I think it's also important to note that women were needed for their physical labor and childbearing ability in areas where farms and society were being started. Starting a successful farm or ranch is a very physically intensive enterprise. It requires the work of both men and women. Plus, in an agricultural society, the more children one had, the more people there were to work the land. Thus women became important economically. With that importance, it was easier for them to demand more equal treatment, including the vote, than in some areas where parents still paid a dowry to a man just to marry a woman. When one is important to the economic well-being of a society, people tend to give her more respect.
"In 1869, Wyoming became the first territory of the United States to grant general female suffrage, and entered the union in 1890 as the first state where all women had the vote."
Congress required a certain population (500,000?) in a territory before it applied for statehood. Some Western Territories, eager to join the United States, allowed any settler of age to vote to statisfy the numbers requirement. Many Wyoming legislators -- all male -- hoped it would attract more single marriageable women to the region.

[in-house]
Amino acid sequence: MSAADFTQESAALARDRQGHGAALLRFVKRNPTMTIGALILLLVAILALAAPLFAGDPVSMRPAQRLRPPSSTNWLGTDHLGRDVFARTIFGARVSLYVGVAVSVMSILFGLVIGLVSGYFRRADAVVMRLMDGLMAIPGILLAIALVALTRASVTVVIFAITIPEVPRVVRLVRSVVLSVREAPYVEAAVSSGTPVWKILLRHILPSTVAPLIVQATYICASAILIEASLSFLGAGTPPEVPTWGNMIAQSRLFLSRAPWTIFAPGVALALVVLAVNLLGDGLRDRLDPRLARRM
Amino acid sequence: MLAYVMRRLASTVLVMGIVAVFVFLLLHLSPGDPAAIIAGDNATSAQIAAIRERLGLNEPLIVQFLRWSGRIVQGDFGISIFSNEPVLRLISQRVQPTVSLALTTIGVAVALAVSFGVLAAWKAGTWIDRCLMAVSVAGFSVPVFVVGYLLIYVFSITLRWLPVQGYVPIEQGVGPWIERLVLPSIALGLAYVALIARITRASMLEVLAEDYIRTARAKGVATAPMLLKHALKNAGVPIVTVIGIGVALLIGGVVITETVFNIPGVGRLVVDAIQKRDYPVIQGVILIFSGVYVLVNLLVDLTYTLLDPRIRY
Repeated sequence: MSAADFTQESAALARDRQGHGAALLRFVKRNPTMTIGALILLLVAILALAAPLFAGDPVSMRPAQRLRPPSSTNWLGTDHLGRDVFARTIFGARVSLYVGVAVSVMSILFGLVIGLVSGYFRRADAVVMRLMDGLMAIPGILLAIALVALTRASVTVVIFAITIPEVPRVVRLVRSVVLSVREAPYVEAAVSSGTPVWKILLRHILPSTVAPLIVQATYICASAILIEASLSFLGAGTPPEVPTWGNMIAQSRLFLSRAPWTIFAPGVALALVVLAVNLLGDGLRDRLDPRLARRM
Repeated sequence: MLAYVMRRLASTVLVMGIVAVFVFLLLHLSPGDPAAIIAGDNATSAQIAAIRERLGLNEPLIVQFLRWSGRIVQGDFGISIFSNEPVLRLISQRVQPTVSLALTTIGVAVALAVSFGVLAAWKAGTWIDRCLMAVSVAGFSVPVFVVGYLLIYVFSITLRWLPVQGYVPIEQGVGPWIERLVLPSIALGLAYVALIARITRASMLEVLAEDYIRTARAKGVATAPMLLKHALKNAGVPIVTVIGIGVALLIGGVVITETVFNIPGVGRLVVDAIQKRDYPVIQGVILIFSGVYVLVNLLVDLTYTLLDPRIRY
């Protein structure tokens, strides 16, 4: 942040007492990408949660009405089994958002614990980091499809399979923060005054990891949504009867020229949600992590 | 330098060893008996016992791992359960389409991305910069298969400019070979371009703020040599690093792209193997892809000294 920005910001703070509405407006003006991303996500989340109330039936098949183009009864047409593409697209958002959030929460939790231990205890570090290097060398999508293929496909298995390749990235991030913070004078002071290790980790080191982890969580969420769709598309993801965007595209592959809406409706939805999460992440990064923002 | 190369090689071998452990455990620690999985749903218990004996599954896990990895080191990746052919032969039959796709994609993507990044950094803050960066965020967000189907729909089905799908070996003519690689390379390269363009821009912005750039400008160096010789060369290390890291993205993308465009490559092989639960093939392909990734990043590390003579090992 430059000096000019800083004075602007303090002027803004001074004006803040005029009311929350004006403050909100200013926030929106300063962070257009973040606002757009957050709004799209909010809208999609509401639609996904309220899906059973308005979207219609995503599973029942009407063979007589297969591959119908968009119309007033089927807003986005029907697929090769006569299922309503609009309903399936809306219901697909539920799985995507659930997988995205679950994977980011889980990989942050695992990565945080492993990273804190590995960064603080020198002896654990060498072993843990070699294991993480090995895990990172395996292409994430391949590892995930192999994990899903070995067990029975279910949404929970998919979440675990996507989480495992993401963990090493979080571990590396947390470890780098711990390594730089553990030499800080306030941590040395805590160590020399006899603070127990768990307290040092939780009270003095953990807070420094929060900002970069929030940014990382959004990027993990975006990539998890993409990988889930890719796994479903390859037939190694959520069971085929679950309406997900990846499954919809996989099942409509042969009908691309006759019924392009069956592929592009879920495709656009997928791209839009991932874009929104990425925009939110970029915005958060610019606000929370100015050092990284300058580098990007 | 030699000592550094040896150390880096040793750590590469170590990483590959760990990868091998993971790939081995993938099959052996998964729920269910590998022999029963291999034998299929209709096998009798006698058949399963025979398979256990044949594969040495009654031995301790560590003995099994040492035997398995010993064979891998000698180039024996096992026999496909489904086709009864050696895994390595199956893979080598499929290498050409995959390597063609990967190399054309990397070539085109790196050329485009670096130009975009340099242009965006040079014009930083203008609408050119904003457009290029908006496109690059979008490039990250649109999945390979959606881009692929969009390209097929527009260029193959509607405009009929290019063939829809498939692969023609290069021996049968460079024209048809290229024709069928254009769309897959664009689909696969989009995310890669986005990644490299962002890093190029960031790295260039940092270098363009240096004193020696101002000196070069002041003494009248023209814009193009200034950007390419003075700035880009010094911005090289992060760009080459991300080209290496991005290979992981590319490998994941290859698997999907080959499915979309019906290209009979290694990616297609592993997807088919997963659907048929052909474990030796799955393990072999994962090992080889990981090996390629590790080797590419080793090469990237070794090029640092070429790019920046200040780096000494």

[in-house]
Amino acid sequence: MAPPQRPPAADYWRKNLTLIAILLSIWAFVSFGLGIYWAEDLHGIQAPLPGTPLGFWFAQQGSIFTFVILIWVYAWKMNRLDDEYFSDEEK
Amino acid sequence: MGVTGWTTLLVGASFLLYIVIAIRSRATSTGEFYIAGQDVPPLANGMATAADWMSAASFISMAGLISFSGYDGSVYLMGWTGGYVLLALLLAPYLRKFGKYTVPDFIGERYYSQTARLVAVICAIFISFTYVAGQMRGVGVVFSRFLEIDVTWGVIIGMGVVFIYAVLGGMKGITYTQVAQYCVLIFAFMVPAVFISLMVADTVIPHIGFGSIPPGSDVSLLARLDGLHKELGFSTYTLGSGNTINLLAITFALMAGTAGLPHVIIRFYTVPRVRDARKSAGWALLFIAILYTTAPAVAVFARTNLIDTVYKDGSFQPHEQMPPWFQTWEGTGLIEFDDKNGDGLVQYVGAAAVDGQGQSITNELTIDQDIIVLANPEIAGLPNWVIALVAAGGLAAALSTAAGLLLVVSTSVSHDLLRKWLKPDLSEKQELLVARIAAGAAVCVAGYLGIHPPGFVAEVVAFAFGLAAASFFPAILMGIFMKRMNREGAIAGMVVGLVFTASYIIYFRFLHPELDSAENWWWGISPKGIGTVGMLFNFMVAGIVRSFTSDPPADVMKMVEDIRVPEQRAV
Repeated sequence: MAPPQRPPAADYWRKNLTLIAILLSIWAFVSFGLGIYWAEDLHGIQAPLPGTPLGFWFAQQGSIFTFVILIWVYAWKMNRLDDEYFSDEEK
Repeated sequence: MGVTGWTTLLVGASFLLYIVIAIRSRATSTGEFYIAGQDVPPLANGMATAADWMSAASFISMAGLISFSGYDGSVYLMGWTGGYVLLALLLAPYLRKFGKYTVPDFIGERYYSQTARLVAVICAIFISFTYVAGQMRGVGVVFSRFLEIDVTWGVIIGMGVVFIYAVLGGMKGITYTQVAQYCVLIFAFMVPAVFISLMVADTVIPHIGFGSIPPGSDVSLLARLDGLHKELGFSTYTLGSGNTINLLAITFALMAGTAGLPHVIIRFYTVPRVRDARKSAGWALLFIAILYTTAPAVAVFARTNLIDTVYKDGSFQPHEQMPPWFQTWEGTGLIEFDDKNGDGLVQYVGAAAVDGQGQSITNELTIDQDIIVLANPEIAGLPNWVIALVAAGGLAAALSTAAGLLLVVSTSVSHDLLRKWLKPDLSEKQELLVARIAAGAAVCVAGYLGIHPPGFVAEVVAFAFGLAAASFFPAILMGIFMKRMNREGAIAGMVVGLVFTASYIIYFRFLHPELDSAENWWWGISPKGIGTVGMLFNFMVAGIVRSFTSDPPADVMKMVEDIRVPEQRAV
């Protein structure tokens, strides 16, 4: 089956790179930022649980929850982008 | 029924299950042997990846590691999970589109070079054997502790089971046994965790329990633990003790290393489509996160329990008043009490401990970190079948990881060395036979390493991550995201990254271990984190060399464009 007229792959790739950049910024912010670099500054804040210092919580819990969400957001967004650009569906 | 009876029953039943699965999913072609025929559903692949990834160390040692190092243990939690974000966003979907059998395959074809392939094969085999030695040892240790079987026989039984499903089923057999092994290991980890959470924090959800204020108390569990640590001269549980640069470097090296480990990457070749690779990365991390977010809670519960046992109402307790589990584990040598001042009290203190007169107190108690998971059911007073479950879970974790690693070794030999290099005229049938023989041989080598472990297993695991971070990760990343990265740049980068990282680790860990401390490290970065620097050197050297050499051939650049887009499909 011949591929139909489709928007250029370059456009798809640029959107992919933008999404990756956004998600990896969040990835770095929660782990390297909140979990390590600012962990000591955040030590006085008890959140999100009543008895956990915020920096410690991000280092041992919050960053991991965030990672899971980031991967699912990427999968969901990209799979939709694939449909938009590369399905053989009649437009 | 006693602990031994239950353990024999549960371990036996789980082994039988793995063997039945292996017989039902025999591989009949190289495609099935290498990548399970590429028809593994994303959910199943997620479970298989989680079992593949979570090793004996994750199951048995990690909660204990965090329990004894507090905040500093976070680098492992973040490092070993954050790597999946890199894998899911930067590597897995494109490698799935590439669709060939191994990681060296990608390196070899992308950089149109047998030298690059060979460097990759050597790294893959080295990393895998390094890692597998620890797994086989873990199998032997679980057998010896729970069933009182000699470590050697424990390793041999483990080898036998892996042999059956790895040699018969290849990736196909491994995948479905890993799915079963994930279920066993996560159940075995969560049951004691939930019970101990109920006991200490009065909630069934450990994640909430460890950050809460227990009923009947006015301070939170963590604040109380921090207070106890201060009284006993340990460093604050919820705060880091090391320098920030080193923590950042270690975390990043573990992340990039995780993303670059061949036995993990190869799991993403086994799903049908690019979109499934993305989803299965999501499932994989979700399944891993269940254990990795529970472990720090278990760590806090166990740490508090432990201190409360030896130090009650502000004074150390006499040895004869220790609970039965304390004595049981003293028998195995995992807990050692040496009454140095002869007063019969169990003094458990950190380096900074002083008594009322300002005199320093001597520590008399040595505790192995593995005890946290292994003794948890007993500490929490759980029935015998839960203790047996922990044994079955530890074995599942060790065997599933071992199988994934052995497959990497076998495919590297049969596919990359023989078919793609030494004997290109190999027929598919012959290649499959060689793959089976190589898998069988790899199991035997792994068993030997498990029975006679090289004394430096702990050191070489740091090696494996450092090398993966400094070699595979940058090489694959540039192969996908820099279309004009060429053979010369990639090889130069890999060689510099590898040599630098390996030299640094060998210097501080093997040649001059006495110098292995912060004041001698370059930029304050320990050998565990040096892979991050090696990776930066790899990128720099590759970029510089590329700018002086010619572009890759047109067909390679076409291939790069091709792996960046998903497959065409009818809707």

After Wyoming, the sequence of suffrage was:
1896 Utah and Idaho
1912 Arizona, Kansas, and Oregon
1913 Alaska Territory, Illinois
1914 Montana and Nevada
1917 New York, Nebraska, North Dakota, Rhode Island
1918 Michigan, Oklahoma, and South Dakota
1919 Indiana, Iowa, Maine, Minnesota, Missouri, Ohio. Tennessee, and Wisconsin
1920 - 19th Amendment
Right before the passage of the 19th Amendment, Woman Suffrage, the rising tide of women voters in the states influenced the passage of the 18th Amendment, National Prohibition.